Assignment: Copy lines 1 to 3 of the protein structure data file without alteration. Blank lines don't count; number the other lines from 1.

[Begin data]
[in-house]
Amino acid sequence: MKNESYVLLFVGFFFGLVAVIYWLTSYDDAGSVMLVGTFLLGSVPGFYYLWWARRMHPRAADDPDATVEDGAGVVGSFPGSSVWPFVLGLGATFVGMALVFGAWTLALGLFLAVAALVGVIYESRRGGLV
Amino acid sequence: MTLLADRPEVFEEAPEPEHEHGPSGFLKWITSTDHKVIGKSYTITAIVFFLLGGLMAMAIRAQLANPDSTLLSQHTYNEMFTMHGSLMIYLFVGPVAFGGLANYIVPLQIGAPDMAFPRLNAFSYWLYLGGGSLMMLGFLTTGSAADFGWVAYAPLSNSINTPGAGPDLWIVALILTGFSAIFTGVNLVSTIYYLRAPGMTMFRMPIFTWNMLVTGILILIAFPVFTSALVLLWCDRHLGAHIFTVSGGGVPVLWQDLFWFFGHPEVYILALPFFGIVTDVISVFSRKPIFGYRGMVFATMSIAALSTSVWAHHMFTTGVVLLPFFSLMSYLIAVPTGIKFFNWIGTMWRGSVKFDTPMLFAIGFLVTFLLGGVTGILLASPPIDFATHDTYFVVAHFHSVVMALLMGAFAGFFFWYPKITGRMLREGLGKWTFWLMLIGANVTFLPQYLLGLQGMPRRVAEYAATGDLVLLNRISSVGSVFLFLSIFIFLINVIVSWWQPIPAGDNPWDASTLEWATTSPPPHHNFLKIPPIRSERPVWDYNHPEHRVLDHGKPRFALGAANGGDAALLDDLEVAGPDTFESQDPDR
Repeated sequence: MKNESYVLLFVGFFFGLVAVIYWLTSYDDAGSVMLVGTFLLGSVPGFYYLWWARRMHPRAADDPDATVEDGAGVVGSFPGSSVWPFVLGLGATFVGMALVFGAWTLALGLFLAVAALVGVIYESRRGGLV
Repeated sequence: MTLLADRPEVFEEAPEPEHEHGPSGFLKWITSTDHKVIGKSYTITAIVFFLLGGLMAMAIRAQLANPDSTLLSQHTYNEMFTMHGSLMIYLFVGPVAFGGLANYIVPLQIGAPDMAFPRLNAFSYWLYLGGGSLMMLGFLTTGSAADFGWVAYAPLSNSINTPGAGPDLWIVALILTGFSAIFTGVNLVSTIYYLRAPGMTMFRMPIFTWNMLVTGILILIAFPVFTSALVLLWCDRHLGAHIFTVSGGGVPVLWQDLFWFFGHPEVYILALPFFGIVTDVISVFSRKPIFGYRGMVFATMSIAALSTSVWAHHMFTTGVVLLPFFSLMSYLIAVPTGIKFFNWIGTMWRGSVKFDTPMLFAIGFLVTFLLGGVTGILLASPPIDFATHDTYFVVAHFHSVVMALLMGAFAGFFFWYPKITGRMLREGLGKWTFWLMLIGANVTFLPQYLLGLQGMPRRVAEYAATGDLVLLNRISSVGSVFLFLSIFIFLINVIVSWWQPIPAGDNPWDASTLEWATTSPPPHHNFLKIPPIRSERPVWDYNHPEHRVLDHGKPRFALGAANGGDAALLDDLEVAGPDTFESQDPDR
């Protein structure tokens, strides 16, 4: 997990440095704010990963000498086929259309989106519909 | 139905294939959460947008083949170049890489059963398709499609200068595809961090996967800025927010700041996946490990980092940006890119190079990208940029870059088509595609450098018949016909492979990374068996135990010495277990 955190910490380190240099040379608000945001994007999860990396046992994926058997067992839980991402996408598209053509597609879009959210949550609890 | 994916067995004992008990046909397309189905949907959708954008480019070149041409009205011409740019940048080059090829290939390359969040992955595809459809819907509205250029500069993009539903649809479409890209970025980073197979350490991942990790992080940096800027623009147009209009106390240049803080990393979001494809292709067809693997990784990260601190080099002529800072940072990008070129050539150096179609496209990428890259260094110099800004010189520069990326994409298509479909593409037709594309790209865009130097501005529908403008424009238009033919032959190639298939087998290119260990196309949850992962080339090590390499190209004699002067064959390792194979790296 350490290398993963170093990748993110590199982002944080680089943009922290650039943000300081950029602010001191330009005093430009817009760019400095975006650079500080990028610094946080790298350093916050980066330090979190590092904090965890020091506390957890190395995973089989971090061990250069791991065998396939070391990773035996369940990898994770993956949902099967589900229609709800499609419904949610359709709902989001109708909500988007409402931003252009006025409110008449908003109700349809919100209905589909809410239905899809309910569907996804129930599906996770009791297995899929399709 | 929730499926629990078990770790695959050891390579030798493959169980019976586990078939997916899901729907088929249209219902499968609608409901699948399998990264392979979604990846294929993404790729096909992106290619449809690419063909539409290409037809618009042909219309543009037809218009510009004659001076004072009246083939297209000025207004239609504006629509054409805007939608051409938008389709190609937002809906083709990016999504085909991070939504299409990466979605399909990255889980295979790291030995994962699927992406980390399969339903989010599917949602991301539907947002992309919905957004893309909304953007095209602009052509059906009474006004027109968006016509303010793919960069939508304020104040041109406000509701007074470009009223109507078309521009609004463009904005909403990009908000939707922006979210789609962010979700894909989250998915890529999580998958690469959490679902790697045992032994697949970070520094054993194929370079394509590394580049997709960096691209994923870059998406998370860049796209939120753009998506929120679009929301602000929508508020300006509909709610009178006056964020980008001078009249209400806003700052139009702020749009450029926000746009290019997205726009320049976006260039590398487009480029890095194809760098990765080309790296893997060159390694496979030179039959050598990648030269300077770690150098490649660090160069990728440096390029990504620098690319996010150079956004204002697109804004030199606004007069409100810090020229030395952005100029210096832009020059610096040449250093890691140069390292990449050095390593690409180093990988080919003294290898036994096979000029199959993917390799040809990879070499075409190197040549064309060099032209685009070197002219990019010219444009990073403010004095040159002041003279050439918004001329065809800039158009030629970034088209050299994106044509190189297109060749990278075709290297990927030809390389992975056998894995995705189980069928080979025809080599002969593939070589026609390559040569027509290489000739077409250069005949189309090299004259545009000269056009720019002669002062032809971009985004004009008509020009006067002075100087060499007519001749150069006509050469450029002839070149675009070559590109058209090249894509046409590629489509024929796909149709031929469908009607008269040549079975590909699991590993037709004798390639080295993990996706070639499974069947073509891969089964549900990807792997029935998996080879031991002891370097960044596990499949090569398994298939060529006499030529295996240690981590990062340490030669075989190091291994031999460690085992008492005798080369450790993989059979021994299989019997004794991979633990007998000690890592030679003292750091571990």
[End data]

[in-house]
Amino acid sequence: MKNESYVLLFVGFFFGLVAVIYWLTSYDDAGSVMLVGTFLLGSVPGFYYLWWARRMHPRAADDPDATVEDGAGVVGSFPGSSVWPFVLGLGATFVGMALVFGAWTLALGLFLAVAALVGVIYESRRGGLV
Amino acid sequence: MTLLADRPEVFEEAPEPEHEHGPSGFLKWITSTDHKVIGKSYTITAIVFFLLGGLMAMAIRAQLANPDSTLLSQHTYNEMFTMHGSLMIYLFVGPVAFGGLANYIVPLQIGAPDMAFPRLNAFSYWLYLGGGSLMMLGFLTTGSAADFGWVAYAPLSNSINTPGAGPDLWIVALILTGFSAIFTGVNLVSTIYYLRAPGMTMFRMPIFTWNMLVTGILILIAFPVFTSALVLLWCDRHLGAHIFTVSGGGVPVLWQDLFWFFGHPEVYILALPFFGIVTDVISVFSRKPIFGYRGMVFATMSIAALSTSVWAHHMFTTGVVLLPFFSLMSYLIAVPTGIKFFNWIGTMWRGSVKFDTPMLFAIGFLVTFLLGGVTGILLASPPIDFATHDTYFVVAHFHSVVMALLMGAFAGFFFWYPKITGRMLREGLGKWTFWLMLIGANVTFLPQYLLGLQGMPRRVAEYAATGDLVLLNRISSVGSVFLFLSIFIFLINVIVSWWQPIPAGDNPWDASTLEWATTSPPPHHNFLKIPPIRSERPVWDYNHPEHRVLDHGKPRFALGAANGGDAALLDDLEVAGPDTFESQDPDR